5. Lost
The show that more or less sums up big-budget network drama this decade. Brave and unique in its use of flashbacks and character-centric episodes. Also distinct in the way it managed to infuriate viewers (especially in seasons 1-3) with more mysteries that Agatha Christie's entire back catalogue. However, the reason I like it so much is that its had a vision from the start, and has stuck with it. Polar Bears, The Numbers, The Dharma Initiative, Oceanic Flight 815, and so on. Lost's influence on television will remain long after it has finished. Despite other shows having better characters and tighter plots, the one thing that makes Lost unique is that it's never predictable. And for any show to have that quality after five seasons, it must be doing something right.

4. Doctor Who
Trying to resurrect (or perhaps more accurately regenerate) Doctor Who was always considered a poison chalice this time ten years ago. The only people that wanted it were DW fanboys, who were notoriously difficult to please. In getting Russell T Davies to take on the series, the BBC took a huge risk. His most successful series was Queer as Folk, hardly Saturday-night family viewing. He then hired Billie Piper, best known for singing one of the most annoying songs of the 90s (and no I'm not referring to "Honey to the Bee", which let's be honest is a pop classic). The cards were stacked against him, and yet remarkably he came through.
There's a number of reasons it works: The Doctor is a true original character: the mix of brains, arrogance and eccentricity always make for compelling drama. And the companion acts as the voice of the viewer, questioning the seemingly all-knowing Doctor and making sure he maintains the humanity he's developed over the years. Finally it works because RTD understands that to make an episode compelling you don't ask 'what monster is most terrifying to the viewer' but rather 'what monster is most terrifying to The Doctor/Companion'? And trust the viewer to come along for the ride.

3. Band of Brothers
This show is unique in the sense it only lasted ten episodes, and yet I feel I know the characters just a well most series that last ten times that. BoB takes you on an adventure with one company in the 2nd World War from boot camp to VJ day. Based on real accounts, the drama allows you to feel and experience what it was like for these young men to fight for their country. What you come out of it with is an intense emotional connection to the men of the company: the pain of losing their best friend, the fear of battle, the elation of victory, and so on. A truly ground-breaking series. Can't wait for 'The Pacific' next year.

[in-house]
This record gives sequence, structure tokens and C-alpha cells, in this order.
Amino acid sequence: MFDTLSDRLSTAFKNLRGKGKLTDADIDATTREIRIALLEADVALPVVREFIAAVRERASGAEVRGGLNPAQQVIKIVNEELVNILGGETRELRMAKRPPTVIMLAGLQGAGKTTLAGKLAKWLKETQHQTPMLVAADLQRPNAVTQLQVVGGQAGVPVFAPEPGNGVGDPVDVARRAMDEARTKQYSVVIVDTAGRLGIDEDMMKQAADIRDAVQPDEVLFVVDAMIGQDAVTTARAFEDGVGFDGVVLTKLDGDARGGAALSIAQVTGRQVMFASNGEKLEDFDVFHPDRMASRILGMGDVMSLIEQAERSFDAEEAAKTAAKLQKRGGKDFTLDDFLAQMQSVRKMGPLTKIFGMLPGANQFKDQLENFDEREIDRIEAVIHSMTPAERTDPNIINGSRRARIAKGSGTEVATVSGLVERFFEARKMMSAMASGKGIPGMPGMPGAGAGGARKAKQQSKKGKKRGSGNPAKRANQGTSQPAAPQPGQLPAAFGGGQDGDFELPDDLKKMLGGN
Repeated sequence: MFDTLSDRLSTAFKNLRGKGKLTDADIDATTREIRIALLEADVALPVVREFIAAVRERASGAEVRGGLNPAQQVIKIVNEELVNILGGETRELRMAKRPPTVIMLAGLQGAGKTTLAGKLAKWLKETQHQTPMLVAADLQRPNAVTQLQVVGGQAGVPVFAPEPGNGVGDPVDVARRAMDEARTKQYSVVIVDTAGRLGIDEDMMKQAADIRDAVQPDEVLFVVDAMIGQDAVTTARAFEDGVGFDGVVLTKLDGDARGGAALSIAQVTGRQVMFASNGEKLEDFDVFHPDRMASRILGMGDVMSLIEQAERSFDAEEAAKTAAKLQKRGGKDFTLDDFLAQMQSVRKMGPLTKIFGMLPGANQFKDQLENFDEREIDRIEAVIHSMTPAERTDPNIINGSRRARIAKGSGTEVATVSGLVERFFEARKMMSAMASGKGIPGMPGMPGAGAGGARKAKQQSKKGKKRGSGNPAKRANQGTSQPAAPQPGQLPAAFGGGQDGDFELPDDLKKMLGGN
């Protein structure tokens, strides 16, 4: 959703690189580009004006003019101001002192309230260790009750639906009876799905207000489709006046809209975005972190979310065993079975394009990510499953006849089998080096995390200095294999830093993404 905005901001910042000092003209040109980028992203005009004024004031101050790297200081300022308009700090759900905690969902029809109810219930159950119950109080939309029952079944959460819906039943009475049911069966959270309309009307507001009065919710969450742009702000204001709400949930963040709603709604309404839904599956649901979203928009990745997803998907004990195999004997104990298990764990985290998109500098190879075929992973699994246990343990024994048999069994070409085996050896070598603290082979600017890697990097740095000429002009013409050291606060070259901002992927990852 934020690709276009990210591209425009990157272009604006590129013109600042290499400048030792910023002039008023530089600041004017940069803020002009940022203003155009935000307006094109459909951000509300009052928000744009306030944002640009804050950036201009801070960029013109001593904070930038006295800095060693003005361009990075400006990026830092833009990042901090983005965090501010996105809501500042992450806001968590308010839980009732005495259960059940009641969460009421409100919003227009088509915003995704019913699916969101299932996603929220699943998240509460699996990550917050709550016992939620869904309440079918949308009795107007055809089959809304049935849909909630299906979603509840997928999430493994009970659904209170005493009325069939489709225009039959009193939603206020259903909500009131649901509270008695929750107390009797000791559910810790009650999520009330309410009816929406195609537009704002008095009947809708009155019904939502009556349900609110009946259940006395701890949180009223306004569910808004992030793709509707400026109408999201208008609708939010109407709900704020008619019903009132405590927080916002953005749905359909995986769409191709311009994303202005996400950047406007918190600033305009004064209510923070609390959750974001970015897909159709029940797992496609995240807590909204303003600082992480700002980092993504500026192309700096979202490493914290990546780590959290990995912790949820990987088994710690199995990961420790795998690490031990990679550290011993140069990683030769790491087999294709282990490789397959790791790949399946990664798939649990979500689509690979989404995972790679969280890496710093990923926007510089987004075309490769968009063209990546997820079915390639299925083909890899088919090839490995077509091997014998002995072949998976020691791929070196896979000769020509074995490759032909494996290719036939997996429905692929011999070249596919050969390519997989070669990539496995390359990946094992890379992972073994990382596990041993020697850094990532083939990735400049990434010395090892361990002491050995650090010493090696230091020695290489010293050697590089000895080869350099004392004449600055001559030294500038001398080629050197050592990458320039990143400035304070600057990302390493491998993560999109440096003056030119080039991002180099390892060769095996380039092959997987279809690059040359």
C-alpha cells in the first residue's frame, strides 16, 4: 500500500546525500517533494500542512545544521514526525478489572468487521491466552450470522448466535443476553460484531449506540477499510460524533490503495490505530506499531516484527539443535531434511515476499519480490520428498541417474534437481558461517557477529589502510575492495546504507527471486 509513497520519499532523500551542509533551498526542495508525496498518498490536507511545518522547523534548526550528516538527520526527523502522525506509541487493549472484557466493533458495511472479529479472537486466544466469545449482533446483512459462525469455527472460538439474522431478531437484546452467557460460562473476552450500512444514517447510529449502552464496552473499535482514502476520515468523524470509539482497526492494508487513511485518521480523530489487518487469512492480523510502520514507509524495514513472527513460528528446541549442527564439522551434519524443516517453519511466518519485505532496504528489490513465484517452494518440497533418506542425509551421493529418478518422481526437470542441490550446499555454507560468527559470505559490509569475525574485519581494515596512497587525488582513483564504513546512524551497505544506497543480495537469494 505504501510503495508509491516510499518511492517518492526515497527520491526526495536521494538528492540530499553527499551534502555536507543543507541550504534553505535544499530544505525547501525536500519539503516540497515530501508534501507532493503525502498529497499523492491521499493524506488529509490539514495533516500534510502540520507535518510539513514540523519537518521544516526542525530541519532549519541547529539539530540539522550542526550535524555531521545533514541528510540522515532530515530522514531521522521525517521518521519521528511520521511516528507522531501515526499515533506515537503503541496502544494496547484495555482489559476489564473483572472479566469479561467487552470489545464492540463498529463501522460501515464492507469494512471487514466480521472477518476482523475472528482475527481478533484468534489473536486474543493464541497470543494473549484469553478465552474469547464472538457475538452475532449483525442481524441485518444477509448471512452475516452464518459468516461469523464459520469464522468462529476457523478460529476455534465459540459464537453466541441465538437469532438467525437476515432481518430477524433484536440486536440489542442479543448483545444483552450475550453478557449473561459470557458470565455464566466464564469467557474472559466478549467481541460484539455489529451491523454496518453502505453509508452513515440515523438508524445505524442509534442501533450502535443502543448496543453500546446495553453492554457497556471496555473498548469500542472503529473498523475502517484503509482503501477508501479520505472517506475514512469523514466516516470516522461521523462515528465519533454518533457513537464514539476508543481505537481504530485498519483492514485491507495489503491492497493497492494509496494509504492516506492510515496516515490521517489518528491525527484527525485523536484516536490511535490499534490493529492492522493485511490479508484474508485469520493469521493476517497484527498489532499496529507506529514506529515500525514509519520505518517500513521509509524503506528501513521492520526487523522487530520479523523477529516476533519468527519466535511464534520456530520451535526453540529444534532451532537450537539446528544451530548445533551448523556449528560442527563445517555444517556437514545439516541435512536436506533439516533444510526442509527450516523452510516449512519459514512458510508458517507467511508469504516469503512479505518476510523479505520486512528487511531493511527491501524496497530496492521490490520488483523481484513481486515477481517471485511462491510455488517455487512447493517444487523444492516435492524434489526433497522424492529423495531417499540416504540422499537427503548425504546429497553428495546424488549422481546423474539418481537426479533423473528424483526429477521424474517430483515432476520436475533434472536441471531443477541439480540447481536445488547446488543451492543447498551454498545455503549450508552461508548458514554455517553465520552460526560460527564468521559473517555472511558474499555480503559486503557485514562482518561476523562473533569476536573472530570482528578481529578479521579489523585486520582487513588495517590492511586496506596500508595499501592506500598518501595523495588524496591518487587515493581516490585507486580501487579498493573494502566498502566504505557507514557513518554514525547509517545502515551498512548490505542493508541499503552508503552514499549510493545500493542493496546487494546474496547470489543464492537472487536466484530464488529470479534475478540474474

2. Friday Night Lights
Attachment to characters is something all TV producers hope to deliver but rarely achieve. Do we really care that much about the fate of Joey in Friends or Jack Bauer in 24? Or are they just tools to allow for a great one-liner or a compelling piece of action?
However, in FNL I really, actually care about the fate of its leads: I have cried watching this show more often than any other. The moments that bring tears feel real because as far as I'm concerned Matt Saracen and Coach Taylor are real people. Even though I know they're not.
The show's premise is that it's about an American High School Football Team. In reality, it's about Dillon, Texas and the characters that live in that place, and the way football allows their lives to interweave. It does for teen drama what 'The Wire' did for police procedurals (i.e. shows you how rubbish everything up to then has been in comparison).

1. The Wire
According to The Guardian there are two types of people: "Those who love The Wire and those who haven't seen it." Quite a claim, but then again this is quite a show. Unyielding in its vision, this is anti-CSI at its finest. A single episode has few resolutions, and few arcs. Instead, the creators describe each episode as a chapter of the book that is that season. This allows for an incredibly compelling and involving show. Where every little detail is picked up in a later episode, and we come more attached to every character for every extra scene we spend with them. Another show which will be looked back upon as a masterpiece of the medium. My hope is over the next ten years "The Wire" is the TV show writers look to as the gold-standard in serialised story-telling.